Lazy approval - An action with lazy approval is implicitly allowed unless any binding -1 vote is received, at which time, depending on the type of action, either lazy majority or consensus approval must be obtained.

2/3 majority - Some actions require a 2/3 majority of PMC members. Such actions typically affect the foundation of the project (e.g. adopting a new codebase to replace an existing product). The higher threshold is designed to ensure such changes are strongly supported. To pass this vote requires at least 2/3 of the binding votes that are cast to be +1.

Unanimous consensus - All of the binding votes that are cast are to be +1 and there can be no binding vetoes (-1).

Actions requiring votes

This section describes the various actions which are undertaken within the project, the corresponding approval required for that action, and those who have binding votes over the action:

Action Description Approval Binding Votes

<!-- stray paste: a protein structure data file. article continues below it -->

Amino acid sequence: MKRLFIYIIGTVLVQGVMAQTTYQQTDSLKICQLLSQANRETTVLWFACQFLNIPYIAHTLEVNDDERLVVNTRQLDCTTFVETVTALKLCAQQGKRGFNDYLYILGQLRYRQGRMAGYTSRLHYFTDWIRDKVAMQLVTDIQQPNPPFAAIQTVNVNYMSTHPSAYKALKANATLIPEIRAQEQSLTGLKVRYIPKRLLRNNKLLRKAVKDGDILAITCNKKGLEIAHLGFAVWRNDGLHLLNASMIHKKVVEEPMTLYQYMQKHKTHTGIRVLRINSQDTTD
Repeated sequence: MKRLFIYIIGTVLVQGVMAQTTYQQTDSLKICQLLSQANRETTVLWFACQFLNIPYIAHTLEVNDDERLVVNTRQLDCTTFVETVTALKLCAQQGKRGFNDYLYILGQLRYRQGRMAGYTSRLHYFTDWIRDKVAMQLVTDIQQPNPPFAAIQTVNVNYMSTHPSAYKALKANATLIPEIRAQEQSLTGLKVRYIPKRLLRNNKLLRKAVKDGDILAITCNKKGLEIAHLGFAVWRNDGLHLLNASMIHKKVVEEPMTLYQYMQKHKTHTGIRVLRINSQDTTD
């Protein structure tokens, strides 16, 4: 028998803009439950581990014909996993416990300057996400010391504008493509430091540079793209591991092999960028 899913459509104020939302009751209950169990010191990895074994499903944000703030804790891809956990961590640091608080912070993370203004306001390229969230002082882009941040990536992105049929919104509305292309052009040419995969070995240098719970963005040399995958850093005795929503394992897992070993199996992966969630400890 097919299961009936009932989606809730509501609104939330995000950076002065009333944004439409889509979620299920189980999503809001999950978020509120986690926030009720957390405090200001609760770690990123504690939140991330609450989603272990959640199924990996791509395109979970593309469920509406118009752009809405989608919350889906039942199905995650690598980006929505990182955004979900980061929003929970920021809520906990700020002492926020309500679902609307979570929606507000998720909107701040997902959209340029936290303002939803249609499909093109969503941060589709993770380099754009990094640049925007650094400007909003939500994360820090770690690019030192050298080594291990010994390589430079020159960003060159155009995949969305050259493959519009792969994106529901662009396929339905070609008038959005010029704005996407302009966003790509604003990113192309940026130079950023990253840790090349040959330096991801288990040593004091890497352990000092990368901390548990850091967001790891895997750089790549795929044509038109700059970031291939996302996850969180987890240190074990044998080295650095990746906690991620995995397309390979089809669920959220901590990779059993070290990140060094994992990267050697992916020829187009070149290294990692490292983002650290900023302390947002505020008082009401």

Code change A change made to a codebase of the project by a committer. This includes source code, documentation, website content, etc. Lazy consensus Project Coordinators
Release plan Defines the timetable and actions for a release. A release plan cannot be vetoed (hence lazy majority). Lazy majority Project Coordinators
Product release When a release of one of the project's products is ready, a vote is required to propose the release as an official release of the project. A release cannot be vetoed (hence lazy majority). A Release Manager might choose to get an issue resolved or re-schedule, but that is their decision. Once approved by the project releases must be approved by the Interoperability Working Group before being formally released. Lazy majority Project Coordinators